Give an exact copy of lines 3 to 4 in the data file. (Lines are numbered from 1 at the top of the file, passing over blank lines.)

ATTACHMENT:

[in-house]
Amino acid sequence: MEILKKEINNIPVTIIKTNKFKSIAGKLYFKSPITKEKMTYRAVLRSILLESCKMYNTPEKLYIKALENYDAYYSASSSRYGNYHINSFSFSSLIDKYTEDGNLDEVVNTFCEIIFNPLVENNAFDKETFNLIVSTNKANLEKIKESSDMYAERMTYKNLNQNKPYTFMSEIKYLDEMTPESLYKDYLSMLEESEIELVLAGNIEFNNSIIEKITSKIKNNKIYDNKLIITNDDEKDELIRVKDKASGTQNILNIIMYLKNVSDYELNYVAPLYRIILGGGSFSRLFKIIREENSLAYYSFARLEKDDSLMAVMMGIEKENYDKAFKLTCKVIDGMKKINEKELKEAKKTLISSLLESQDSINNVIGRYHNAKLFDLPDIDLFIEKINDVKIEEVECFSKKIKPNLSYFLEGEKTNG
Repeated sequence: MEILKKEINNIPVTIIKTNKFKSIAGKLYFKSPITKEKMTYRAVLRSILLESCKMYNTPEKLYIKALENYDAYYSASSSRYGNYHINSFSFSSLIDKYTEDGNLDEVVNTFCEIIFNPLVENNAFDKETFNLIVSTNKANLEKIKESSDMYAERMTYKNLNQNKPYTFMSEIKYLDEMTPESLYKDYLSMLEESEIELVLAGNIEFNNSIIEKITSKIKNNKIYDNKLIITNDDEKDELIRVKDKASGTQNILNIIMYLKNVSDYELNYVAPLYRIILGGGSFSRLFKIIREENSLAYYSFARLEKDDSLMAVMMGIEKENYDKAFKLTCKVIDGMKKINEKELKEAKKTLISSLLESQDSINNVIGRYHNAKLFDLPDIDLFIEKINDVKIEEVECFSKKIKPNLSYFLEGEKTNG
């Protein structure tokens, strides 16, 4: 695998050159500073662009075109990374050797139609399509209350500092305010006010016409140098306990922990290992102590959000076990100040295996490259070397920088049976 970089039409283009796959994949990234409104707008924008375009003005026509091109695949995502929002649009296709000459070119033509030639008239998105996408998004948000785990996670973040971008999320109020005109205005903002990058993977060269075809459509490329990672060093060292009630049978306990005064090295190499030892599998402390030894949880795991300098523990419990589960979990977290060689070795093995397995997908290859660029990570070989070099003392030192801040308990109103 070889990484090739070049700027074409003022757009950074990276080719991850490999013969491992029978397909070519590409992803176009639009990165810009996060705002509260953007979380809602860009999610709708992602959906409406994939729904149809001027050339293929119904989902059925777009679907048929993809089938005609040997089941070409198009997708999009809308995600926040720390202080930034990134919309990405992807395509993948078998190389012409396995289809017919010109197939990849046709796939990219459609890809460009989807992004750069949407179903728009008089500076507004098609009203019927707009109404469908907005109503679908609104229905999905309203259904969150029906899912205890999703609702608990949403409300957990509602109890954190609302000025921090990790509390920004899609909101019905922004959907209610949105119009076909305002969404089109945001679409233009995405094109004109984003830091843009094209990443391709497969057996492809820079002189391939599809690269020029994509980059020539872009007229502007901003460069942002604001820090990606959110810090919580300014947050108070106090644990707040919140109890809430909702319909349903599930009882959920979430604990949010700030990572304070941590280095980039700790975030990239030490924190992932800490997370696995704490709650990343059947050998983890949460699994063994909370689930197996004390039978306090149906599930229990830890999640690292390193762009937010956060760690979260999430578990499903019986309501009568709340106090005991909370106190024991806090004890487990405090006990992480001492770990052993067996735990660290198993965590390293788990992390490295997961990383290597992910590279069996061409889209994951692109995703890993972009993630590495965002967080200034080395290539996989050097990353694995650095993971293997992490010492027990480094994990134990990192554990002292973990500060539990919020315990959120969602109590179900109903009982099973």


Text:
Repeated sequence: MEILKKEINNIPVTIIKTNKFKSIAGKLYFKSPITKEKMTYRAVLRSILLESCKMYNTPEKLYIKALENYDAYYSASSSRYGNYHINSFSFSSLIDKYTEDGNLDEVVNTFCEIIFNPLVENNAFDKETFNLIVSTNKANLEKIKESSDMYAERMTYKNLNQNKPYTFMSEIKYLDEMTPESLYKDYLSMLEESEIELVLAGNIEFNNSIIEKITSKIKNNKIYDNKLIITNDDEKDELIRVKDKASGTQNILNIIMYLKNVSDYELNYVAPLYRIILGGGSFSRLFKIIREENSLAYYSFARLEKDDSLMAVMMGIEKENYDKAFKLTCKVIDGMKKINEKELKEAKKTLISSLLESQDSINNVIGRYHNAKLFDLPDIDLFIEKINDVKIEEVECFSKKIKPNLSYFLEGEKTNG
């Protein structure tokens, strides 16, 4: 695998050159500073662009075109990374050797139609399509209350500092305010006010016409140098306990922990290992102590959000076990100040295996490259070397920088049976 970089039409283009796959994949990234409104707008924008375009003005026509091109695949995502929002649009296709000459070119033509030639008239998105996408998004948000785990996670973040971008999320109020005109205005903002990058993977060269075809459509490329990672060093060292009630049978306990005064090295190499030892599998402390030894949880795991300098523990419990589960979990977290060689070795093995397995997908290859660029990570070989070099003392030192801040308990109103 070889990484090739070049700027074409003022757009950074990276080719991850490999013969491992029978397909070519590409992803176009639009990165810009996060705002509260953007979380809602860009999610709708992602959906409406994939729904149809001027050339293929119904989902059925777009679907048929993809089938005609040997089941070409198009997708999009809308995600926040720390202080930034990134919309990405992807395509993948078998190389012409396995289809017919010109197939990849046709796939990219459609890809460009989807992004750069949407179903728009008089500076507004098609009203019927707009109404469908907005109503679908609104229905999905309203259904969150029906899912205890999703609702608990949403409300957990509602109890954190609302000025921090990790509390920004899609909101019905922004959907209610949105119009076909305002969404089109945001679409233009995405094109004109984003830091843009094209990443391709497969057996492809820079002189391939599809690269020029994509980059020539872009007229502007901003460069942002604001820090990606959110810090919580300014947050108070106090644990707040919140109890809430909702319909349903599930009882959920979430604990949010700030990572304070941590280095980039700790975030990239030490924190992932800490997370696995704490709650990343059947050998983890949460699994063994909370689930197996004390039978306090149906599930229990830890999640690292390193762009937010956060760690979260999430578990499903019986309501009568709340106090005991909370106190024991806090004890487990405090006990992480001492770990052993067996735990660290198993965590390293788990992390490295997961990383290597992910590279069996061409889209994951692109995703890993972009993630590495965002967080200034080395290539996989050097990353694995650095993971293997992490010492027990480094994990134990990192554990002292973990500060539990919020315990959120969602109590179900109903009982099973």